The Dangers of Storing Passwords

In the latest in a long line of compromised password databases, we hear that the University of New South Wales has had a password database compromised.

This is interesting for several reasons :-

  1. UNSW is an HE-sector institute so the level of embarrassment is very comparable to the level of embarrassment we would suffer if we were to be have the same sort of data stolen.
  2. UNSW had a web-based application which accessed data from a database which contained passwords – itself a bad thing and if necessary would be a big flag that the application would have to be approached very carefully to minimise the risk of flaws.
  3. The best guess is that these passwords were initial passwords in that they were created as part of the account creation process and the relevant students were expected (if not forced) to use these passwords only once before setting a more reasonable password. Only it is quite probable that the initial passwords were not removed from the database after being issued.
  4. The passwords themselves are “interesting” as they are relatively short (7-8 characters is really no longer long enough for a password), and to make an attacker’s life easier are simple pronounceable syllables.

The striking thing about the Naked Security commentary is the clear indication that they do not really understand the account management problems in the HE sector. Which is probably close to the worst case scenario for account management – not many organisations can expect a significant proportion of their account holders to turn up on one particular day and ask for their account passwords. Indeed there are probably more accounts being handed out to students on one day in “September” than there are members of staff!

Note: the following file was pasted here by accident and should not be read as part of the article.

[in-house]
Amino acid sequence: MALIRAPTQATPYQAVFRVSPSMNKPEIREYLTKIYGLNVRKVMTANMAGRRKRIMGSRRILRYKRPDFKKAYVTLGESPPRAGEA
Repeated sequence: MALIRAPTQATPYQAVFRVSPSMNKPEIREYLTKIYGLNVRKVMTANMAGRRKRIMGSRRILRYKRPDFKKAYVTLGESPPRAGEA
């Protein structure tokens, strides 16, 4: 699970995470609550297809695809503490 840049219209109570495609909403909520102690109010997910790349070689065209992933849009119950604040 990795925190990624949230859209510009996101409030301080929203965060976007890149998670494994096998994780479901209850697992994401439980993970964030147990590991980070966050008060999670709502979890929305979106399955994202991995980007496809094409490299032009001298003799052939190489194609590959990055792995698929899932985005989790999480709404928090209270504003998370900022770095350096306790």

In such circumstances, there is a great deal of pressure to make things just a little bit easier for the students concerned – handing out account details over the web in advance, making the passwords easier for the students, etc. All very understandable, but each such step makes the security of all the accounts just a little weaker. And using weak passwords for initial passwords encourages the further use of weak passwords – most people are likely to take their initial password as an example of a sensible password. Even if they are told that this initial password is weak and should be made stronger.

Bear in mind that often students (especially foreign students) often rely on being able to connect to the Internet to let their families know that they have arrived safely – and a delay in allowing them access to the Internet because of a password issue is not welcome.

Switching to a model where students create their own accounts – at the very least provide their own passwords (but preferably usernames too) – would seem to be the way forward, providing that the passwords are not stored in plain text form. Of course getting to that destination may require the assignment of scarce resources, and so is likely to impact on other projects.

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